Read More: Space.com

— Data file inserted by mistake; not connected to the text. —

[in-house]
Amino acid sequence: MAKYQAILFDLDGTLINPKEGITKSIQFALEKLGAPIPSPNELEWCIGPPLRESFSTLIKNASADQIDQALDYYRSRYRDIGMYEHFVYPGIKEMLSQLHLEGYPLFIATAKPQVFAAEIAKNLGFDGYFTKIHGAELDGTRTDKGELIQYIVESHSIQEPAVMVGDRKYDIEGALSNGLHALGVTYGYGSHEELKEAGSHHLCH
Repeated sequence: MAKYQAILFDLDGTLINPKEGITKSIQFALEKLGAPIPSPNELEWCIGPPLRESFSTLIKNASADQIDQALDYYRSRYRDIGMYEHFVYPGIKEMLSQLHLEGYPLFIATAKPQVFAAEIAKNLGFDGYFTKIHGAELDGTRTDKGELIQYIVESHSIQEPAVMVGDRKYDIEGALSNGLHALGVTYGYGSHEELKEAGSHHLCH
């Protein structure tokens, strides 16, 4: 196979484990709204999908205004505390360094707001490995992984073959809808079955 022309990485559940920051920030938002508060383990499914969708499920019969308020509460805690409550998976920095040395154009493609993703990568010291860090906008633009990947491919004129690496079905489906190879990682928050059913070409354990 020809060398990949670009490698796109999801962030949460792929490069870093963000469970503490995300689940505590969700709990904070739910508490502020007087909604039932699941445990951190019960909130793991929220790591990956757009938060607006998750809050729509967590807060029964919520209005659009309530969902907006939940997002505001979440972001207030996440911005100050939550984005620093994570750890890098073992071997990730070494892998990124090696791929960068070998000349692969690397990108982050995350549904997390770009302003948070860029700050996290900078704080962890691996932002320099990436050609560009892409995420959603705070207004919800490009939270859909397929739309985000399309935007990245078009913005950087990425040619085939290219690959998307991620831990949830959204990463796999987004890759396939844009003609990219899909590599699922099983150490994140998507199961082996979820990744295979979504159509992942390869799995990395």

Elon Musk may be focused primarily on Mars, but he'd also like to see a human outpost on a world much closer to home. "To really get the public real fired up, I think we've got to have a base on the moon," the billionaire founder and CEO of SpaceX said today (July 19) at the 2017 International Space Station Research and Development (ISSR&D) conference in Washington, D.C. "Having some permanent presence on another heavenly body, which would be the kind of moon base, and then getting people to Mars and beyond — that's the continuance of the dream of Apollo that I think people are really looking for," Musk told NASA ISS program manager Kirk Shireman, who interviewed him onstage at the conference. Musk and SpaceX are working to make the latter part of that vision a reality within the next 50 years or so. Last September, at the International Astronautical Congress (IAC) meeting in Mexico, the entrepreneur unveiled plans for a reusable rocket-spaceship combo called the Interplanetary Transport System. The ITS would help colonize Mars and, potentially, allow humanity to explore more distant worlds, such as the Jupiter moon Europa and the Saturn satellite Enceladus. Musk has been relatively quiet about the ITS since then, but he said he plans to give an update about the architecture at the next IAC conference, which will be held this September in Adelaide, Australia. And he teased an ITS tweak that SpaceX has been working on. Downsizing the ITS spaceship a bit — the originally unveiled version would carry at least 100 people — and using it for some profit-generating "Earth-orbit activity" could help make Mars colonization economically feasible, Musk said at the ISSR&D conference today.